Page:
Corn breeding

At the beginning of breeding a new corn hybrid (and of any other crop), the breeder has to be clear about the requirements of the target environment to the new breed. He has to define which trait or multiple traits he wants to improve.

In general, the main breeding goals for corn are as follows:

  • Yield + yield stability
  • Resistance to pests and diseases
  • Drought stress tolerance
  • Cold tolerance of seedlings
  • Resistance to lodging
  • Early and late maturing cultivars
  • Silage quality

Corn is a hybrid cultivar, which is obtained by crossing two inbred lines that are completely homozygous. The actual breeding process of a new corn hybrid starts with making crosses between two lines that show predefined traits. Afterwards, the offspring of the heterozygous parents are being transformed into homozygous individuals.

There are two ways to achieve pure inbred lines that are completely homozygous: First, lines are being selfed for several generations until a sufficient level of homozygosity is reached. Second, the doubled haploid technology is applied. Doubled haploid lines are routinely applied in many commercial hybrid maize breeding programs. Major advantages of DH lines compared to selfed lines include reduced breeding cycle length complete homozygosity from the very first generation and simplified logistics.The inbred lines or double haploid lines constitute a new population or heterotic group. In hybrid breeding it is important to keep heterotic groups separated until the final cross is made. New crosses are being made within each heterotic group.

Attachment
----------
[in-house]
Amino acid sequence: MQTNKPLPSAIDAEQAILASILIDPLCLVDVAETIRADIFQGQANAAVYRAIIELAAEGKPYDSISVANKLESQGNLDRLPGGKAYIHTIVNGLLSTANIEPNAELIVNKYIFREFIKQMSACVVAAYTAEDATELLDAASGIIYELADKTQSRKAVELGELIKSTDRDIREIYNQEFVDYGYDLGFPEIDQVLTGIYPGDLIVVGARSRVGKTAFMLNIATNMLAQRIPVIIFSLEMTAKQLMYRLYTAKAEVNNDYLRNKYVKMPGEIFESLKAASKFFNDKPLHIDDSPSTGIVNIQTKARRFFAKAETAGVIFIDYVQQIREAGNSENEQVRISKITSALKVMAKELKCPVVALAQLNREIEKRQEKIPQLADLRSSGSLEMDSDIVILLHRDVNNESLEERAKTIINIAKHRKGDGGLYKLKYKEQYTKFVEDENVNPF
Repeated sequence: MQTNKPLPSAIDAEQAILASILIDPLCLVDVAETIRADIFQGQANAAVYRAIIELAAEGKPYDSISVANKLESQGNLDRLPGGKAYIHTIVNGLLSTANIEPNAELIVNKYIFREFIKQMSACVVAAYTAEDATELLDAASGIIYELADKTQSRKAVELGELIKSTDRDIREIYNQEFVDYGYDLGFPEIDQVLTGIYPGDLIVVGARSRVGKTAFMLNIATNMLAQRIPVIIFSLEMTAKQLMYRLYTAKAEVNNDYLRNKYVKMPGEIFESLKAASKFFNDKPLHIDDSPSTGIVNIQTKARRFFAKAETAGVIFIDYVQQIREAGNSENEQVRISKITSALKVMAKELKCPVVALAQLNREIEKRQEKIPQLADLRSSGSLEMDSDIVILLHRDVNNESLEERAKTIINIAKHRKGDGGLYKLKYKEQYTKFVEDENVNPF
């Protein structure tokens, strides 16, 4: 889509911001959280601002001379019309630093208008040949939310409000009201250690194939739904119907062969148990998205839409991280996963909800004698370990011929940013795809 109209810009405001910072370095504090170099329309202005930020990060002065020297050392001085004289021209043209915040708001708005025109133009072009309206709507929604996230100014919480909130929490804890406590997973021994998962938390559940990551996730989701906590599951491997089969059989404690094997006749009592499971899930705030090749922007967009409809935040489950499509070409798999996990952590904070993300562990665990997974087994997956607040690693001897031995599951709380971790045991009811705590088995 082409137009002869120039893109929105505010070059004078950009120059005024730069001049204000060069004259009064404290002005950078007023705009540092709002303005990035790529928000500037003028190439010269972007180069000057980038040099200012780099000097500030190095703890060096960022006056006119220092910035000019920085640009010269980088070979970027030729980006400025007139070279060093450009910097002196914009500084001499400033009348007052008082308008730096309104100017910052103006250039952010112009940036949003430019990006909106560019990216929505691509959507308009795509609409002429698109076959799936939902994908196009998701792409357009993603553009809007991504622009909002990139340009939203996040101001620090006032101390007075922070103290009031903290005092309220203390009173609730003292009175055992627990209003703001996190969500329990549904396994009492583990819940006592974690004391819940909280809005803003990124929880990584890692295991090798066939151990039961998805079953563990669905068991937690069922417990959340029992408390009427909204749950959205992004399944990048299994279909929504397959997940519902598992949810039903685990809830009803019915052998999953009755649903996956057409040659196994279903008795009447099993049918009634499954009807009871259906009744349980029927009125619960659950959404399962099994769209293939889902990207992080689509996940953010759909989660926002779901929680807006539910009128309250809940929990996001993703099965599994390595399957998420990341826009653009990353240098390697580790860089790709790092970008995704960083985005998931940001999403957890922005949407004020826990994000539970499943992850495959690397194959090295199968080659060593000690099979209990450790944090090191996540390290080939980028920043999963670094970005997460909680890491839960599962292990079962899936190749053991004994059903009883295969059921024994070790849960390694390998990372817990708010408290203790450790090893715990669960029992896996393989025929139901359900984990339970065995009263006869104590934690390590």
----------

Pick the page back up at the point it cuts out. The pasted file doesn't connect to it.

In the next step the inbred lines or doubled haploid lines are being crossed to a so-called tester, which is an inbred line or double haploid line from the opposite heterotic group that has shown to have good combining ability. The process of cross-pollination of two inbred lines is called hybridization and results in heterosis (also called hybrid vigour). Heterosis is the increase in characteristics such as size, growth, fertility and yield of a hybrid over those of its parents. The resulting hybrids or testcrosses are being evaluated in several field locations and the best testcrosses are selected based on phenotypic data. Out of this crosses the best hybrid is selected for official registration and further commercialization.